Even when I order myself not to gawk at him like an idiot, I always end up doing it anyway because he is so beautiful. How could one human being look this good? It doesn't seem fair to the rest of the uggos walking around on this planet.
"Have I got dirt on my face or something?" he asks with a killer smile that makes my knees weak. "Seatbelt, please, Melody."
And then there's his voice. Maybe he just sounds extra smart and authoritative because of the British accent and that deep, sonorous, dark-chocolate voice that brings to mind cultured, sophisticated James Bond villains. I once heard one of the English teachers describe it to her friend as a "jaguar trapped inside a cello" and how hearing it made everything inside of her curl like her toes.
Gross, but apt. He was my teacher for eleventh grade British literature and one day, he read "Ode to a Nightingale" by John Keats out loud to the class. Everyone in the room, even the boys, were enraptured. Some girls actually sighed dreamily after the recitation--I may have been one of them-- and talked about him like he was Jungkook from BTS. In my opinion, he could read the entire Oxford English Dictionary, and I would listen to every word. Sister Mary Clarence, my guidance counselor, says he has the voice of an angel, and if anyone would know for sure, she would, because she has been a nun for a hundred years.
I got so wrapped up in my fantasies that I don't realize at first that he is talking to me. My face reddens like a sunripe tomato. "I'm sorry, sir, what did you say?"
"I was asking how you are, Ms. Plum," he says, sounding amused. "I also inquired after your step-mother."
"Oh, she's great," I answer in a perky voice, to make up for my initial dopiness. "She just started taking watercolor painting classes at the college two weeks ago."
"That's wonderful to hear! I'm glad Nancy is starting to do things for herself. I know things have been very difficult for the two of you since your dad died."
Though he keeps his eyes on the road, he reaches over to pat my leg. I know he probably meant it in fatherly comfort, but my heart stops altogether and for a brief moment, I struggle to get air out of my mouth. "Yeah," I wheeze. "It's been a challenge for the two of us."
He gives me a sidelong glance. "Are you alright? I hope you haven't caught the cold the twins have had for a week. I told Charlie it isn't a good idea for you to sleep over this weekend because I don't want you getting sick, too, but he said you're helping him catch up with the two chemistry chapters he missed last week."
Good ol' Charlie. While he did miss a couple of school days last week because of his cold, he doesn't need my help to catch up, least of all in science. The reason he wants me to sleep over is we are both horror film buffs and he finally got a hold of the Blu-ray of this previously unavailable trilogy of Korean slasher films from the nineties. He is a major geek and I love him.
There is a huge horror movie convention in San Francisco next month and we are both desperate to go. He hasn't told his parents and I haven't asked Nancy if I can go. Her answer will probably be no, especially if Charlie and I are planning on going by ourselves. She'd probably be okay with it if Charlotte were going, but she hates horror movies and traveling. Charlie and I have gone out of town together to attend conventions before, but his dad has always come along with us. This time, Charlie is hoping he and I will be allowed to go by ourselves.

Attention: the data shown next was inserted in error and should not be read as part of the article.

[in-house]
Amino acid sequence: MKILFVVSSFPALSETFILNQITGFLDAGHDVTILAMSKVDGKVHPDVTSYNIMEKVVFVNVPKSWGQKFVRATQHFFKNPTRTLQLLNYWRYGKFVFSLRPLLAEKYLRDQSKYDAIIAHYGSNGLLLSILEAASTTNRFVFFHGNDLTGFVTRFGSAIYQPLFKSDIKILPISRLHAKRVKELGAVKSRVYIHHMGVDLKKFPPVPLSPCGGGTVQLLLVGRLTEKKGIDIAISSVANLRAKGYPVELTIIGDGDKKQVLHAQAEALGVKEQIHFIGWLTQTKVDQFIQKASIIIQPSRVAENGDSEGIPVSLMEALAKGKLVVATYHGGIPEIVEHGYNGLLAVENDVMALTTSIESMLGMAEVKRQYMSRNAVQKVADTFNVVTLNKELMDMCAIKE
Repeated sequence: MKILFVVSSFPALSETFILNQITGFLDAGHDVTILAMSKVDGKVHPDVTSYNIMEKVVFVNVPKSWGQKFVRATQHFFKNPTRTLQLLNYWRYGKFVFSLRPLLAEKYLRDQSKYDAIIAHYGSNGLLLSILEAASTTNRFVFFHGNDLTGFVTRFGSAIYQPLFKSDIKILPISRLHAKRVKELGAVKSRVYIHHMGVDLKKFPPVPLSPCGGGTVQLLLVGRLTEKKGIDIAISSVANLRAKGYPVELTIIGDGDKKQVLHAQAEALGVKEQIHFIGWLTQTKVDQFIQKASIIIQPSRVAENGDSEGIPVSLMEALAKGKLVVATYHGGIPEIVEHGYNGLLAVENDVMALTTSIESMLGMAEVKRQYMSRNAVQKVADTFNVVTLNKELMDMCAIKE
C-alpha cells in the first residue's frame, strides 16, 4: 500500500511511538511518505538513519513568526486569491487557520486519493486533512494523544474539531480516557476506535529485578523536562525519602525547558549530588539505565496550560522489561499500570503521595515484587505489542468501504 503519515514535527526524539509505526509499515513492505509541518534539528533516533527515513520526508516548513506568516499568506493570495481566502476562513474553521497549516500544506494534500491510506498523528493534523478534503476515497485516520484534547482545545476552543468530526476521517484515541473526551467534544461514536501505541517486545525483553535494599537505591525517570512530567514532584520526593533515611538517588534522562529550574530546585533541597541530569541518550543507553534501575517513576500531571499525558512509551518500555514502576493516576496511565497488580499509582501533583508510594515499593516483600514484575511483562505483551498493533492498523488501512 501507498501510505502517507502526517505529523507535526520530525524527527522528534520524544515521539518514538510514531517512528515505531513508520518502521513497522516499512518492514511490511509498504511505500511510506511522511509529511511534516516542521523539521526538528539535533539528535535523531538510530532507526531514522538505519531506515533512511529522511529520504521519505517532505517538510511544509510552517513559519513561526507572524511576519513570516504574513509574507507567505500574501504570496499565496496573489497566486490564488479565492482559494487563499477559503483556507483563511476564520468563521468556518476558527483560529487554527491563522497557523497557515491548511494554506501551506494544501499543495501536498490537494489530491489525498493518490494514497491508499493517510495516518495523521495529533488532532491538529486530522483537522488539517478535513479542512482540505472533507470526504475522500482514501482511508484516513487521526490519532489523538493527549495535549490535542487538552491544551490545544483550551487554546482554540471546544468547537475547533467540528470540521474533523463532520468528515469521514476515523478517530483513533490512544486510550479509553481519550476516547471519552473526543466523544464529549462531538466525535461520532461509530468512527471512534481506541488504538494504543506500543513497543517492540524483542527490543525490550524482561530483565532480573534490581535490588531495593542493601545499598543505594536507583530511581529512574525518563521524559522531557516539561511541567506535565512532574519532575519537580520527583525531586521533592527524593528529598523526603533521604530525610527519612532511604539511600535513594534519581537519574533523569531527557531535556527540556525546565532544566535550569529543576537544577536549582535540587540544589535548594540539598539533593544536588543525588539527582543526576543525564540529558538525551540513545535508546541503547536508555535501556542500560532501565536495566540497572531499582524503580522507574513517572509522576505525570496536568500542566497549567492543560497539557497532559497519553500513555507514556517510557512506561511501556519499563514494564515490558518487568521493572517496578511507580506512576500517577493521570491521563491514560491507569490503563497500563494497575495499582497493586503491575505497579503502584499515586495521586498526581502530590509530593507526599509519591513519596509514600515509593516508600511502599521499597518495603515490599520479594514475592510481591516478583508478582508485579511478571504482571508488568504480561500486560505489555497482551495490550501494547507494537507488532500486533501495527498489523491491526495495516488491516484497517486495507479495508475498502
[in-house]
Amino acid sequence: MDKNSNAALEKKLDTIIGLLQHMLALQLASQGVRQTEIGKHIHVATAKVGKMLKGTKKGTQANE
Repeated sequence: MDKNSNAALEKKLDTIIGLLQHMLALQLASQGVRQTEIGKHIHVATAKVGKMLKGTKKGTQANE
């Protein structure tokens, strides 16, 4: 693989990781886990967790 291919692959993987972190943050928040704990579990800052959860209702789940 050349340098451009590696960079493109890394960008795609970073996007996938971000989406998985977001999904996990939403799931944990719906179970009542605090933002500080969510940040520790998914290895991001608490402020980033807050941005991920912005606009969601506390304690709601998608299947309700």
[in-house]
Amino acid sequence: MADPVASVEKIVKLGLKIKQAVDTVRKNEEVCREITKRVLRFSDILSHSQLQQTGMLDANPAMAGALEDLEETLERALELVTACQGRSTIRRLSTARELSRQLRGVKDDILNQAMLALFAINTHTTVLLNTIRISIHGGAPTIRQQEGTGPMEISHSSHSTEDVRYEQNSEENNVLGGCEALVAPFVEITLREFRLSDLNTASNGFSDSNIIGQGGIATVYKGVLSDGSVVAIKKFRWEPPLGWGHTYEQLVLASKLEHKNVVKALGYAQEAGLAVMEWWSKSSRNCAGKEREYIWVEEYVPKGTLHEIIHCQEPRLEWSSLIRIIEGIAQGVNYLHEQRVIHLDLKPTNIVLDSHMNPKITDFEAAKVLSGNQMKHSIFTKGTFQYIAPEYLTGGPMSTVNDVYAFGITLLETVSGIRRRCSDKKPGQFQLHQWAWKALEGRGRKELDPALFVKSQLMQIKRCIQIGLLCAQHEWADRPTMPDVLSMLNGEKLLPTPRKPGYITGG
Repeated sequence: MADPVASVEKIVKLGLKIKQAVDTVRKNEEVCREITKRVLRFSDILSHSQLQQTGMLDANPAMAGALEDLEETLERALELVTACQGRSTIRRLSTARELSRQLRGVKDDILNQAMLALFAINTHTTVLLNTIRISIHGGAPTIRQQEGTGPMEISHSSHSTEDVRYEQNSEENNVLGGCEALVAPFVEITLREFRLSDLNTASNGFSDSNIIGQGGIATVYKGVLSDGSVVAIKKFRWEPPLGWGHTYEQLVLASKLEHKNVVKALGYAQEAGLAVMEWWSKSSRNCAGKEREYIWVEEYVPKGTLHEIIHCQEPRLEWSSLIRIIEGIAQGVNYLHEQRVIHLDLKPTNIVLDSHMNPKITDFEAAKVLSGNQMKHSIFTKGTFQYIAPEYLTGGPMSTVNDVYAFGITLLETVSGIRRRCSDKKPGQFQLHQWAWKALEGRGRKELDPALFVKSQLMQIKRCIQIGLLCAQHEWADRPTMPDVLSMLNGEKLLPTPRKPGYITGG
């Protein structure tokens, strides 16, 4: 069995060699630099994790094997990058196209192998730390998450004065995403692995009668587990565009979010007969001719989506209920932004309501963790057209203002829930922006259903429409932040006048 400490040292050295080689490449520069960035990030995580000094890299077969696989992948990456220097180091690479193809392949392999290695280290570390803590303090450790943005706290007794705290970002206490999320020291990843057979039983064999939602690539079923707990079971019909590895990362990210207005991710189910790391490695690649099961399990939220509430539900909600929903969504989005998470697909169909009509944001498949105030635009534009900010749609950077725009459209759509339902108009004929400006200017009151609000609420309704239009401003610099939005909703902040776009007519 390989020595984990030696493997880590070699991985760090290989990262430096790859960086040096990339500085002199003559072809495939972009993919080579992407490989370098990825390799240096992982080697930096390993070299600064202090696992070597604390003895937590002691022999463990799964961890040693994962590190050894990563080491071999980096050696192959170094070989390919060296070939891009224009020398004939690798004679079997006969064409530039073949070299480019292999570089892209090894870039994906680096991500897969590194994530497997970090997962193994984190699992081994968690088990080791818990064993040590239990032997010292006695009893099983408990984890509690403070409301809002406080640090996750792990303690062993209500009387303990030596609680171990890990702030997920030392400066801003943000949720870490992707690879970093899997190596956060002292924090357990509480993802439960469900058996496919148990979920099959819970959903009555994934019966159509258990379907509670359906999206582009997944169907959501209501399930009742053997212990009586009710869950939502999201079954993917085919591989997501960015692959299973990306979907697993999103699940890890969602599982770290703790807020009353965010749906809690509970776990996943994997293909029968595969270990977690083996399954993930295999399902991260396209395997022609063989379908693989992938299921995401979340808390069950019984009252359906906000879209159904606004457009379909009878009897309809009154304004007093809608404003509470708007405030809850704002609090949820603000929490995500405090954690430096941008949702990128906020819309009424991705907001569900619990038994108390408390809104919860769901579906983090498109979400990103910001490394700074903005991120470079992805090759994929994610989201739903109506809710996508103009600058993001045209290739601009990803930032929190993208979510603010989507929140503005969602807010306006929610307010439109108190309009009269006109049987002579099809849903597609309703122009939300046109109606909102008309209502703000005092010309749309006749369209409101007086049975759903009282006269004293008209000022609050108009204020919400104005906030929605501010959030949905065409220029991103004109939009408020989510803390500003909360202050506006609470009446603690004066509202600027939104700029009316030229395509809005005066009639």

Last year we went to the Comic Con in San Diego and I got to stay in the same hotel room with Charlie and his dad for five days and... well, I'm kind of hoping Mr. Davenport will also insist this time on coming along with us to San Francisco.
"The Homecoming dance is coming up in a few weeks," he says as he makes a turn into the street where their house is. "I've been roped into organizing it this year. Are you kids planning on going?"
"Uh..." I don't really like school-related social activities because I think most of the people are lame, but Charlie has talked about this one a few times. It's kind of weird because he's not usually into this kind of stuff, either. Now he says we have to experience these things because it's our senior year and we can't miss out. "I haven't really thought about it, sir."
He turns into the driveway of a three-story Spanish-style house and presses a button on the remote control clipped to the sunshade to open the garage. "I know Charlotte is really excited. She's going on and on about this crazy diet she wants to try because she's convinced Steve Mason may ask her to go with him this year."
My face burns in embarrassment for my friend. She has been crushing on Steve Mason since the ninth grade with no response on his end, but this year, they've become study buddies because they have a few classes together, and she thinks Steve will finally notice her. I'm just mortified that her dad knows all about it and is totally cool about discussing it with me. I would die if my dad were still alive and chose to talk to one of my best friends about my love life without my knowledge.
"I know Charlotte would love it if you also attend the dance," Mr. Davenport says, looking intently at me. "She cares about your opinion very much. I'd appreciate it if you could support her in this and maybe watch over her. She's really excited about it."
I am trapped in the deep pools of blue that are Mr. Davenport's eyes. I want to look away, but I can't. His body is turned toward me and I can smell the minty-freshness of his breath. "Don't worry, sir. I've got her back."
He smiles briefly at me and ruffles my hair. "Good girl," he says.
I melt in my seat.